Leave it to Pilobolus!
Leave it to that irreverent and irascible bunch of brainy artists to take on the Mount Everest of literary classics–in 45 minutes. The work, no less than the 600 plus page Finnegans Wake, is just one of three premieres that the troupe has up its collective sleeve for its month-long season at The Joyce Theater, June 21-July 17.
First about “Rejoyce: A Pilobolus Finnegans Wake”:` Choreographed by Robby Barnett, Michael Tracy and Jonathan Wolken, and using a commissioned score by Paul Sullivan, “Rejoyce” took over a year to create. Never having previously read the Joyce epic, the trio of artists spent the last twelve months reading and re-reading it independently, reading it aloud to each other, studying critical material on it and listening to recordings of the novel by its author. The result is a lyrical journey into the dream/nightmare world of the mind’s interior. Although inspired by the novel, and recalling scenes from it, the dance does not follow its chronology. Using movement and theater, “Rejoyce” reflects the magical spirit of Joyce, his wild, antic and acrobatic wit.
The other two premieres were non-collaborative creations. Choreographed and performed by Alison Chase, “A Portrait” incorporates an original score by Norwegian composer Birgitte Grimstad, photography by Indian designer and photographer John Panikar, and masks by Carol Sivin to create a kaleidoscopic exploration of a woman’s mind. The third new dance will be Jonathan Wolken’s “Bedtime Stories,” a work for six dancers. Commissioned by the 1993 American Dance Festival, the dance is a suite of allegorical stories or scenes suggesting the sexy, funny, heartbreaking, touching sides of relationships–or lack of relationships–between people.
Marking yet another departure for Pilobolus, six students from The Juilliard School will share a bill with the company when they perform Felix Blaska’s and Robby Barnett’s “Slippery Hearts,” which was commissioned by and premiered at Juilliard this past spring. Based on Ford Maddox Ford’s novel, The Good Soldier, the dance explores the elusiveness of relationships. The music is by Lou Conti, who extracted sections from the novel’s text, and then translated them into German to create the series of songs that form the score.
The season will also feature the revival of the adventurous solo from “The Empty Suitor,” as well as Pilobolean classics such as “Untitled;” “Alraune,” and “Day 2.” More recent works that will be seen through the month include last year’s premieres: “Sweet Purgatory;” “Solus” and “Duet 1992,” as well as “Televisitation;”and “Clandestiny.”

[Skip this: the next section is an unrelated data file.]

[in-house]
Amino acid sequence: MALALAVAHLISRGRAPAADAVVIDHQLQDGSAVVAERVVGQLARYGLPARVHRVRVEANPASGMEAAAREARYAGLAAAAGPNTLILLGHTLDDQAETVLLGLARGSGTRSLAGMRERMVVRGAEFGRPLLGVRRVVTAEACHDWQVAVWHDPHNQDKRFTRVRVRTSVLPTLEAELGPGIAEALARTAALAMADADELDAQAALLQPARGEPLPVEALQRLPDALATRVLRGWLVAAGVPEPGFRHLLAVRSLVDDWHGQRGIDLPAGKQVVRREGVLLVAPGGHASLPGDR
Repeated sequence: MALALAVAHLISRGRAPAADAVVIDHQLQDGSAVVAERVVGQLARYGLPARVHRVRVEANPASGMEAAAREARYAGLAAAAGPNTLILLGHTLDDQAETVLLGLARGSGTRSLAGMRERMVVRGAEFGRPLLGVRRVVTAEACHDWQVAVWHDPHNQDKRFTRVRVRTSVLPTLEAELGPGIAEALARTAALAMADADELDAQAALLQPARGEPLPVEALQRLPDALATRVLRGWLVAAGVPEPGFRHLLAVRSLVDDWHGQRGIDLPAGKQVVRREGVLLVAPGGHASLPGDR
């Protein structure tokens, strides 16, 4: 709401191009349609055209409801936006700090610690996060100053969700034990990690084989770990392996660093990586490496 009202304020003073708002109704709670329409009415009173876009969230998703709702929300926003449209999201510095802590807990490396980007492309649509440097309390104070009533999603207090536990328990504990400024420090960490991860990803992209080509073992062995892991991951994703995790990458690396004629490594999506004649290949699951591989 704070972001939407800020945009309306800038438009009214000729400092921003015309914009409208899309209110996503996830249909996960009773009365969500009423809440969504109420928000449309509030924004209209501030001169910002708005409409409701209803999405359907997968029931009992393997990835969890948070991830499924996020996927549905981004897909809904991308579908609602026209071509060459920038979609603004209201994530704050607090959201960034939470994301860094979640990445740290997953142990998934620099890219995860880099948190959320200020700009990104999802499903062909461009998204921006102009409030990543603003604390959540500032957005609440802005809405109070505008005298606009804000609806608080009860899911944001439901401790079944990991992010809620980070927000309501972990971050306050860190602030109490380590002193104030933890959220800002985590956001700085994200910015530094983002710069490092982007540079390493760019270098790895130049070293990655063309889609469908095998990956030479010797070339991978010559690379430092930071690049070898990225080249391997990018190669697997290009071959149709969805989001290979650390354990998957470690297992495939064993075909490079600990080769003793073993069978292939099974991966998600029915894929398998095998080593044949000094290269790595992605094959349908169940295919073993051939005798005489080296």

Famed for being named after a genus of phototropic fungus, Pilobolus was founded in 1971 by Dartmouth undergraduates Moses Pendleton and Mr. Wolken, who met in a dance class taught by Ms. Chase. Steve Johnson, also an original Pilobolus,member left to become a brain surgeon in Denver. The duo was soon joined by Mr. Barnett and Mr. Tracy, also students of Ms. Chase, followed in 1973 by Ms. Chase and Martha Clark. Although Ms. Clark left five years later, the company’s other artistic directors continued to perform as a unit until 1982, a year which marked their gradual exodus from the stage.
In 1991 the company inaugurated the Pilobolus Institute, an educational outreach program which has already provided over 25 weeks of educational services to schools, colleges, and universities, including projects for the Juilliard School, the Connecticut Board of Education and The Joyce Theater Dance Education Program, as well as an ongoing residency in the theater department at Yale University.
Pilobolus recently directed a program for the Jacob’s Pillow Dance Festival entitled Men Dancers, a centennial celebration of the birth of Ted Shawn. Other activities in 1993 included co-directing the National Theater of the Deaf’s upcoming production Ophelia and the creation of commissioned work for the Lincoln Center Institute and the Ririe-Woodbury Co.
Pilobolus has received several prestigious honors, including the Scotsman Award for its performances at the Edinburgh Festival (1973); the Berlin Critics Prize (1975); the New England Theatre Conference Prize (1977); the Brandeis Award (1978); and the Connecticut Commission on the Arts Award for Excellence (1981). Individually, several of Pilobolus’ artistic directors have been awarded Guggenheim Fellowships and have choreographed for and set works on other companies, including those of La Scala, the Paris Opera Ballet, the Berlin Opera, the Glyndebourne Festival Opera, the Royal Danish Ballet, the Ballet de Monte Carlo, and the Joffrey Ballet. Pilobolus had been commissioned to create a new Nutcracker for le Ballet du Rhin in France, which was premiered in Mulhouse in February, 1993.
Some of the troupe’s most important peformances since its summer stint at The Joyce last year included its debut in Russia and China, as well as performances in Thailand, Taiwan, Korea and Singapore. In addition to domestic touring, the company spent a month in Italy, France and Switzerland this past winter.
Just prior to its New York season, the company will be seen as part of the American Dance Festival’s 60th anniversary season, June 10-15. After its Joyce engagement the troupe will travel to Aspen, CO for three days of performances, July 22-24, followed by a domestic tour beginning September 24 in Jacksonville, FL, September 24-26; Hanover, NH, October 3; North Dartmouth, MA, October 5,; Dallas, TX, October 15 &16; Buffalo, NY, October 19; Atlanta, GA, October 22-24; Boston, MA, October 27-31. In November, the company will perform in Madison, WI, November 10; Cleveland, OH, November 12 & 13; Hartford, CT, November 19 & 20. A European tour is planned November 30-December 12. (Exact cities and dates to be announced.)